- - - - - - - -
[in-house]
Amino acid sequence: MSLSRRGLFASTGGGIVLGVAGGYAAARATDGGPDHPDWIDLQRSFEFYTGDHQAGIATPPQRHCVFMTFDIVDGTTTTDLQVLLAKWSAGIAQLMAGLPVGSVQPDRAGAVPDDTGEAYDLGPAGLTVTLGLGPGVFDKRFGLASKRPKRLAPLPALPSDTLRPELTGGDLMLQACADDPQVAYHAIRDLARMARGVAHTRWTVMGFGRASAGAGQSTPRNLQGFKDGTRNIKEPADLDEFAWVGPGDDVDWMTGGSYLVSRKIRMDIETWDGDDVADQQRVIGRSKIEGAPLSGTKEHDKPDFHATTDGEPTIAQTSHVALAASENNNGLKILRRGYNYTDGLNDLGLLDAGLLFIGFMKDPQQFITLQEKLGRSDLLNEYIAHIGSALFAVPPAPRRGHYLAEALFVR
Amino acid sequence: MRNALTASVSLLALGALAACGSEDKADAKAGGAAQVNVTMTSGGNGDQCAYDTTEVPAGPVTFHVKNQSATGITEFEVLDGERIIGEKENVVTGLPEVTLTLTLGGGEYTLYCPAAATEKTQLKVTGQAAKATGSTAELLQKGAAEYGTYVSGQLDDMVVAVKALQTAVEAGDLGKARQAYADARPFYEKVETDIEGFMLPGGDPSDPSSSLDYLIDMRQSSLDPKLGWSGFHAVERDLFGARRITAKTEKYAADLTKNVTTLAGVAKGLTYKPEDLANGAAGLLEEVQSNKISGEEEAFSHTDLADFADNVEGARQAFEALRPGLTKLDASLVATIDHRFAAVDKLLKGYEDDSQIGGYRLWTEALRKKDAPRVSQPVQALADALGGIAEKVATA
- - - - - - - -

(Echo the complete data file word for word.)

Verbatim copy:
[in-house]
Amino acid sequence: MSLSRRGLFASTGGGIVLGVAGGYAAARATDGGPDHPDWIDLQRSFEFYTGDHQAGIATPPQRHCVFMTFDIVDGTTTTDLQVLLAKWSAGIAQLMAGLPVGSVQPDRAGAVPDDTGEAYDLGPAGLTVTLGLGPGVFDKRFGLASKRPKRLAPLPALPSDTLRPELTGGDLMLQACADDPQVAYHAIRDLARMARGVAHTRWTVMGFGRASAGAGQSTPRNLQGFKDGTRNIKEPADLDEFAWVGPGDDVDWMTGGSYLVSRKIRMDIETWDGDDVADQQRVIGRSKIEGAPLSGTKEHDKPDFHATTDGEPTIAQTSHVALAASENNNGLKILRRGYNYTDGLNDLGLLDAGLLFIGFMKDPQQFITLQEKLGRSDLLNEYIAHIGSALFAVPPAPRRGHYLAEALFVR
Amino acid sequence: MRNALTASVSLLALGALAACGSEDKADAKAGGAAQVNVTMTSGGNGDQCAYDTTEVPAGPVTFHVKNQSATGITEFEVLDGERIIGEKENVVTGLPEVTLTLTLGGGEYTLYCPAAATEKTQLKVTGQAAKATGSTAELLQKGAAEYGTYVSGQLDDMVVAVKALQTAVEAGDLGKARQAYADARPFYEKVETDIEGFMLPGGDPSDPSSSLDYLIDMRQSSLDPKLGWSGFHAVERDLFGARRITAKTEKYAADLTKNVTTLAGVAKGLTYKPEDLANGAAGLLEEVQSNKISGEEEAFSHTDLADFADNVEGARQAFEALRPGLTKLDASLVATIDHRFAAVDKLLKGYEDDSQIGGYRLWTEALRKKDAPRVSQPVQALADALGGIAEKVATA